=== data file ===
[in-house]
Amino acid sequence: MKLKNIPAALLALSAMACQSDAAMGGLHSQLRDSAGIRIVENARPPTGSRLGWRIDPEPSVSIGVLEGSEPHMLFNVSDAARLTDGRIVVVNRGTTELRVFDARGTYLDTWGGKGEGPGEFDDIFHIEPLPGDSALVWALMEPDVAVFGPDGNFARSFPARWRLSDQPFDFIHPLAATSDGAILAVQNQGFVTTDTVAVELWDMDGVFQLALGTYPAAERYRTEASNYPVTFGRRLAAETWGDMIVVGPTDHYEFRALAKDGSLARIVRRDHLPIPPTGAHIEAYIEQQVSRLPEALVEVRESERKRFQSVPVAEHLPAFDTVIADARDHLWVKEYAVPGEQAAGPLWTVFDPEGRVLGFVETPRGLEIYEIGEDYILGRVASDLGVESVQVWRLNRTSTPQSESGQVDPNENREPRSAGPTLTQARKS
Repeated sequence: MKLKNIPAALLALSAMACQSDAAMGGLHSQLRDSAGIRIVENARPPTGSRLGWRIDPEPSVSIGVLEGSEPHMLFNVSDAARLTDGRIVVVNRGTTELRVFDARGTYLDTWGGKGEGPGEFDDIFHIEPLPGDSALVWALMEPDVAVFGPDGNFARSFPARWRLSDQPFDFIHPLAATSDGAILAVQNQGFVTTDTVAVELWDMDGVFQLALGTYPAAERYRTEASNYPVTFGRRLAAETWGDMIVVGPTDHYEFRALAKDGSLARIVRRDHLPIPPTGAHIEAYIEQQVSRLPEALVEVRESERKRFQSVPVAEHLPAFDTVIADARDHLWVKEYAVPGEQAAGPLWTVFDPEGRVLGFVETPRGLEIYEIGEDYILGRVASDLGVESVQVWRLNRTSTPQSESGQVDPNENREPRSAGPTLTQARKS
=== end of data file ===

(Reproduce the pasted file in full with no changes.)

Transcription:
[in-house]
Amino acid sequence: MKLKNIPAALLALSAMACQSDAAMGGLHSQLRDSAGIRIVENARPPTGSRLGWRIDPEPSVSIGVLEGSEPHMLFNVSDAARLTDGRIVVVNRGTTELRVFDARGTYLDTWGGKGEGPGEFDDIFHIEPLPGDSALVWALMEPDVAVFGPDGNFARSFPARWRLSDQPFDFIHPLAATSDGAILAVQNQGFVTTDTVAVELWDMDGVFQLALGTYPAAERYRTEASNYPVTFGRRLAAETWGDMIVVGPTDHYEFRALAKDGSLARIVRRDHLPIPPTGAHIEAYIEQQVSRLPEALVEVRESERKRFQSVPVAEHLPAFDTVIADARDHLWVKEYAVPGEQAAGPLWTVFDPEGRVLGFVETPRGLEIYEIGEDYILGRVASDLGVESVQVWRLNRTSTPQSESGQVDPNENREPRSAGPTLTQARKS
Repeated sequence: MKLKNIPAALLALSAMACQSDAAMGGLHSQLRDSAGIRIVENARPPTGSRLGWRIDPEPSVSIGVLEGSEPHMLFNVSDAARLTDGRIVVVNRGTTELRVFDARGTYLDTWGGKGEGPGEFDDIFHIEPLPGDSALVWALMEPDVAVFGPDGNFARSFPARWRLSDQPFDFIHPLAATSDGAILAVQNQGFVTTDTVAVELWDMDGVFQLALGTYPAAERYRTEASNYPVTFGRRLAAETWGDMIVVGPTDHYEFRALAKDGSLARIVRRDHLPIPPTGAHIEAYIEQQVSRLPEALVEVRESERKRFQSVPVAEHLPAFDTVIADARDHLWVKEYAVPGEQAAGPLWTVFDPEGRVLGFVETPRGLEIYEIGEDYILGRVASDLGVESVQVWRLNRTSTPQSESGQVDPNENREPRSAGPTLTQARKS